Adrianne Lenker may be best known as the vocalist and songwriter of Big Thief, but fans of the popular indie band would be remiss to overlook her solo work. The prolific musician will release her next solo album, abysskiss, next month, and while Big Thief will be busy touring this fall, Lenker will tour the new album in early 2019, with a stop at the First Unitarian Church on February 15. Singer-songwriter Luke Temple will open. Continue reading →
Adrianne Lenker, the vocalist and songwriter for indie trio Big Thief, has announced a new solo album, abyskiss and released the first single, “cradle.”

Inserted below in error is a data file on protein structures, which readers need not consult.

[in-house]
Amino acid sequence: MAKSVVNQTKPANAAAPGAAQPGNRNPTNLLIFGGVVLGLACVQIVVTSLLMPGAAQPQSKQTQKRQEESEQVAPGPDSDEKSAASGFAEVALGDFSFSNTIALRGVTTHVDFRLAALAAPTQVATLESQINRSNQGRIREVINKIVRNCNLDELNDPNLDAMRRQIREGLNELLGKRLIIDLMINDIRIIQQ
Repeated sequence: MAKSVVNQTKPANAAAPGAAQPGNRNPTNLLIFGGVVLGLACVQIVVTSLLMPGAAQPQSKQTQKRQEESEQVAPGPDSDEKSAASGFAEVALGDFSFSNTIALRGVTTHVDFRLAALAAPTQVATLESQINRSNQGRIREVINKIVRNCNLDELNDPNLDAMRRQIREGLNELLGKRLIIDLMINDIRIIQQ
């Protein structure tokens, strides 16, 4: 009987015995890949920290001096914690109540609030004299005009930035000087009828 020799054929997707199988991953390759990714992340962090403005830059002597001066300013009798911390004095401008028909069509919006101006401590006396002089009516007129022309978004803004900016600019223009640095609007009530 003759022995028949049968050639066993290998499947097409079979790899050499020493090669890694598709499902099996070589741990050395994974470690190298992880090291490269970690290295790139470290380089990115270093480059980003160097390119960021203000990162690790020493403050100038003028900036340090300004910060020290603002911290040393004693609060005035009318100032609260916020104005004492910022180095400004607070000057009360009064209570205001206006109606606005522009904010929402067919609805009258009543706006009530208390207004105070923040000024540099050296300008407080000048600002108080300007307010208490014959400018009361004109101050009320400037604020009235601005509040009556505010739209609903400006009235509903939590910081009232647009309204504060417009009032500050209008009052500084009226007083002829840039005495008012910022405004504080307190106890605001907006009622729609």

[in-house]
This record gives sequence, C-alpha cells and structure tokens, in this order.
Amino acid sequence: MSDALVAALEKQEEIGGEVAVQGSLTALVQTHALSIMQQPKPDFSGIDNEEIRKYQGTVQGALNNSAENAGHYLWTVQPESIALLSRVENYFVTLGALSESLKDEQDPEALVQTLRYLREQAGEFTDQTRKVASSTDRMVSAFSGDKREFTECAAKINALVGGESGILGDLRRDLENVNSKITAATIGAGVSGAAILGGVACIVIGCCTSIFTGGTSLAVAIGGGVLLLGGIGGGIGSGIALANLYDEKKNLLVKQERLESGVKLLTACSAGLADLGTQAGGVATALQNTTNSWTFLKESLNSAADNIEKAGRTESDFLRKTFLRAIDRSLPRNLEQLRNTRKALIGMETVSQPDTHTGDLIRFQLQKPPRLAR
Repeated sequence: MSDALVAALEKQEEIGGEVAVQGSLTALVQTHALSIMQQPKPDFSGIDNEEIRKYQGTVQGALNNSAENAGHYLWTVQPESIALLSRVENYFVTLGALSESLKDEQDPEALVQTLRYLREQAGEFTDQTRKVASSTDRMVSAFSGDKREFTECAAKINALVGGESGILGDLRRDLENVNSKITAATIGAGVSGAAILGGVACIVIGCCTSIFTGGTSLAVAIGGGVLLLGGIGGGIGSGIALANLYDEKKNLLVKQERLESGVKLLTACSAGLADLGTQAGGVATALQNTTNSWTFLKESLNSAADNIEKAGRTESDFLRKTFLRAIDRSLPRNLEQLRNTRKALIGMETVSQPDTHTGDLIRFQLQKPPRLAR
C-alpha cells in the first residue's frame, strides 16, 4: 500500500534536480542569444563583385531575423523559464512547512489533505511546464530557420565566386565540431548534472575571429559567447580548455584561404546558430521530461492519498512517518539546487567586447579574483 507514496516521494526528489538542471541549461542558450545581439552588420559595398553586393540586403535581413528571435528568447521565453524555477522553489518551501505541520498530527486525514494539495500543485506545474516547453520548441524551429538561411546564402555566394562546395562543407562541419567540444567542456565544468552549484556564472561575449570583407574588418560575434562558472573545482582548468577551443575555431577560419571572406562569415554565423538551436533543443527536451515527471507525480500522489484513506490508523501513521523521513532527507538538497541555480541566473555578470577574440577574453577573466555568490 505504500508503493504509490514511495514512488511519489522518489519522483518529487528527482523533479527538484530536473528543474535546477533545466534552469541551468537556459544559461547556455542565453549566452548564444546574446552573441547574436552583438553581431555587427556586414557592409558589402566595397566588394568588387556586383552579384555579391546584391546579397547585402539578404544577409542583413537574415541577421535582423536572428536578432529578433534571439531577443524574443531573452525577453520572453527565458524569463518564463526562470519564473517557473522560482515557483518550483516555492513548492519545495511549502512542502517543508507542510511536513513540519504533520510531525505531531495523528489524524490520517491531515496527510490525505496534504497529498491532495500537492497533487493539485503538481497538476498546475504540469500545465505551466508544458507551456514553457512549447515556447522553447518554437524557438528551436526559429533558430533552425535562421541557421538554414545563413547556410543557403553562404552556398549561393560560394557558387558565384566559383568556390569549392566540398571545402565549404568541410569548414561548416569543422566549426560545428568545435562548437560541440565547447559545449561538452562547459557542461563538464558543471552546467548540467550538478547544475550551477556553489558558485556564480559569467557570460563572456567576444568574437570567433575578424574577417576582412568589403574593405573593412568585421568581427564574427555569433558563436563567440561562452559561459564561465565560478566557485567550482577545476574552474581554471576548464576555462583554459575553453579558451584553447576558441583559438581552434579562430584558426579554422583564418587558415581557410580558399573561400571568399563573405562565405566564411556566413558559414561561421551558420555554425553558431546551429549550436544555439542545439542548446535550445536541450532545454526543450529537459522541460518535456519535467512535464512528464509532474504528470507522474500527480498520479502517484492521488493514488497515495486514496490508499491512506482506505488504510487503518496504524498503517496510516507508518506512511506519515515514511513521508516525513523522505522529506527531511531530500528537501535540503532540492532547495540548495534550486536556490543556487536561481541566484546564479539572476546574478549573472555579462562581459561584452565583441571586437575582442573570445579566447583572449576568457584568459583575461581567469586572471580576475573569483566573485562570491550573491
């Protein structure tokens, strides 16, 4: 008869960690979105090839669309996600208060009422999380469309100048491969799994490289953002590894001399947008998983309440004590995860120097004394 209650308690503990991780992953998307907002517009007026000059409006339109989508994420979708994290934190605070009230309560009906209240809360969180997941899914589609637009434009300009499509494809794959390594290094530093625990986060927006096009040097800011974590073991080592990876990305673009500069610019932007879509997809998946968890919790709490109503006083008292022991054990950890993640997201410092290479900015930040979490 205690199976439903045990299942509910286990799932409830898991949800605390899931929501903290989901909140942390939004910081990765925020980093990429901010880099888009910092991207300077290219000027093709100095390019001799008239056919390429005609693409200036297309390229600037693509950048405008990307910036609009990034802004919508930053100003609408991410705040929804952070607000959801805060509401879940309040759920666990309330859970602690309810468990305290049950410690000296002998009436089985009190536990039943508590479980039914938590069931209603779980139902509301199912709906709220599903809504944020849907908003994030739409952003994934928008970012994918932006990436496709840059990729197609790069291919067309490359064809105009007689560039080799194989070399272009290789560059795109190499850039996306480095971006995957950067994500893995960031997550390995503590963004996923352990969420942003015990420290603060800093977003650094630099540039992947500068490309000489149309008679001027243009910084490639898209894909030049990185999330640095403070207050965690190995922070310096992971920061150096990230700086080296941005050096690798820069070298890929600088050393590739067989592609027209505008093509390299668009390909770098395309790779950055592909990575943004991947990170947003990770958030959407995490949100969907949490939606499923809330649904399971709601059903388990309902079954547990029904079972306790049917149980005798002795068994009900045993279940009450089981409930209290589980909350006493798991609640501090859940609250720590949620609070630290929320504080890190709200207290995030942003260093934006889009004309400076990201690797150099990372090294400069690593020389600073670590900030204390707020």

Capturing Lenker’s rich songwriting in a haunting and intimate folk arrangement, “cradle” is a chilling track that recalls the minimalist dirges of Sun Kil Moon. Talking of the album’s creation, Leneker says she “felt a growing need to document this particular time in her life in an intimate, immediate way.” The album, then, is her “document” of the songs she’s written for herself while touring and recording with Big Thief over the last few years. Continue reading →
Two seated shows on a snowy night at Johnny Brenda’s last Wednesday night had the audience holding their breath in fear of interrupting these intimate solo performers. If you closed your eyes you, couldn’t tell that anyone was in the room beside the person onstage. Performing for sold out crowds at 6 p.m. and 9 p.m., Adrianne Lenker (co-frontperson of acclaimed indie folk act Big Thief) and Nick Hakim had the room’s complete attention. Continue reading →